Since we cannot control capital providers' appetite for our business. We have been laser-focused on minimizing the need to ask for money. This was the driver last year behind the extension of our debt maturities as far out in the future as possible to minimize the likelihood of having to source external capital for refinancing. We worked hard to prepare our business and capital structure for anything the market might throw our way. So to sum it up coal markets are challenging. Soda ash distributions are down as we build cash for expansion and many investors are skeptical of coal. All the while our businesses continue to generate robust amounts of free cash flow which we are using to pay down debt build partners' equity and pay distributions to our unitholders.

With that I'll turn the call over to Chris to cover our financial performance.

Christopher J. Zolas -- Chief Financial Officer and Treasure

Thank you Craig and good morning everyone. I'd like to start out summarizing some significant items that are impacting comparisons between 2019 and in 2018. Starting with items that occurred in 2019. First we recognized $148 million of asset impairment expense in the fourth quarter. As a reminder asset impairment is a noncash expense and does not have an impact on our debt covenant compliance. And second we recognized a $29 million loss on early extinguishment of debt in connection with the refinancings of our bonds and revolving credit facility. These refinancings reduced our ongoing interest cost extended maturities and significantly improved our liquidity and financial flexibility. Moving to items that occurred in 2018. First we recognized $18 million of noncash asset impairment expense. Second our 2018 fourth quarter results were impacted by the Hillsboro litigation settlement with Foresight which resulted in the receipt of $25 million of cash that was recognized as other income in Q4 of 2018. And lastly our full year 2018 results included a $13 million gain in our soda ash segment related to a royalty dispute litigation settlement.

With all of that being said let's discuss our overall fourth quarter and year-end results. During the fourth quarter of 2019 we generated $19 million of operating cash flow and $28 million of net income from continuing operations excluding the impact of asset impairments. Full year 2019 amounts were $137 million of operating cash flow and $123 million of net income excluding asset impairments. Moving to our segment results. Our Coal Royalty segment generated $41 million of revenue and other income and $39 million of operating cash flow during the fourth quarter of 2019. Full year 2019 amounts were $217 million of revenue and other income and $179 million of operating cash flow. These results were lower compared to the prior year periods primarily due to two main factors: the first was weakened metallurgical and thermal coal markets; the second was the $25 million one-time payment we received from the Hillsboro litigation settlement in the fourth quarter of 2018. These two drivers of our lower results in 2019 were partially offset by increased revenues from our Hillsboro property that began to that we began to recognize in 2019 after the completion of the litigation settlement with Foresight.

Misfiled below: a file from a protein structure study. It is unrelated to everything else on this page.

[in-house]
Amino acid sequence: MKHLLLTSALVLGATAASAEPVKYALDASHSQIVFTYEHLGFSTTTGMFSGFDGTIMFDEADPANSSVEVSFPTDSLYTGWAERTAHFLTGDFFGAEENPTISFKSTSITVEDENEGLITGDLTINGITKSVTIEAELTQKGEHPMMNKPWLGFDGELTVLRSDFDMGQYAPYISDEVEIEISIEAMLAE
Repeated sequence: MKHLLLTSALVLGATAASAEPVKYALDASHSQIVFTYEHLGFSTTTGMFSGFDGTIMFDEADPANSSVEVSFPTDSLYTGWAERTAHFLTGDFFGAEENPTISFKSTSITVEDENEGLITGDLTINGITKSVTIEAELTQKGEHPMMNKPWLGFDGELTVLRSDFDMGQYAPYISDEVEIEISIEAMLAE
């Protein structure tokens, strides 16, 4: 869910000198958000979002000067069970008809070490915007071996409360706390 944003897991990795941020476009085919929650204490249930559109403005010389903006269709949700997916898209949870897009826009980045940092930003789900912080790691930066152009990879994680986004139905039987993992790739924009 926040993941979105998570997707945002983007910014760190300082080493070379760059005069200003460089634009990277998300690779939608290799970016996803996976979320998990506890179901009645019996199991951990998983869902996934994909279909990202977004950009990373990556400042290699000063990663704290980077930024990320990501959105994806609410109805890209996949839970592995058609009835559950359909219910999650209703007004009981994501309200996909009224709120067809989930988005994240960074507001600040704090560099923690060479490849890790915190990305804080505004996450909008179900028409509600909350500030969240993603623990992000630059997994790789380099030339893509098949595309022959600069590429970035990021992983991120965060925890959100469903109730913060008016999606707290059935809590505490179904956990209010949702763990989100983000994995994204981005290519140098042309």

Additionally full year 2019 results benefited from a $16 million increase in revenues related to lessee forfeitures over culpable balances from the minimums paid in prior years. In terms of our Coal Royalty sales mix metallurgical coal made up approximately 45% of our total Coal Royalty sales volumes and approximately 60% of our Coal Royalty revenue during the fourth quarter of 2019. And met coal made up approximately 50% of sales volumes and 65% of sales revenues for the full year 2019. I'd also like to point out that while a number of our lessees went through the bankruptcy process in 2019. Lessee bankruptcies had a minimal net impact on our 2019 financial results as bad debt expense from bankrupt lessees was offset by lease amendments we executed during the bankruptcy process for certain leases that generated cash flow and revenues we recognized in 2019.

And finally as previously mentioned our 2019 Core Royalty segment results were impacted by $148 million of noncash asset impairments in the fourth quarter. Moving to our second business segment soda ash. We received $6 million and $32 million of cash distributions from Ciner Wyoming during the fourth quarter and full year 2019 respectively. This compares to $10 million and $47 million in the comparable prior year periods. As discussed in our previous earnings call the managing partner of Ciner Wyoming decided to reduce distributions during 2019 from the multiyear capacity expansion project that is expected to result in higher future earnings and cash distributions. As a result we expect to receive approximately $25 million to $28 million of annual cash distributions from Ciner Wyoming until the project is funded. In regards to our soda ash business' operating performance.

Net income decreased $3 million compared to the prior year quarter primarily due to a 4% decrease in average sales price and a 1% decrease in sales volumes compared to the prior year quarter. For the full year 2019 our soda ash net income decreased $1 million from $48 million in 2018 down to $47 million in 2019. Excluding the impact of a $13 million gain from a royalty dispute litigation settlement in the third quarter of 2018 our full year 2019 net income increased $11 million compared to the prior year as a result of record 2019 soda ash production of 2.7 million short tons and a slightly average sales price in full year 2019. Our corporate and financing segment costs declined $8 million in the fourth quarter of 2019 compared to the prior year quarter primarily due to lower interest expense as a result of the $163 million of debt we've repaid over the last 12 months.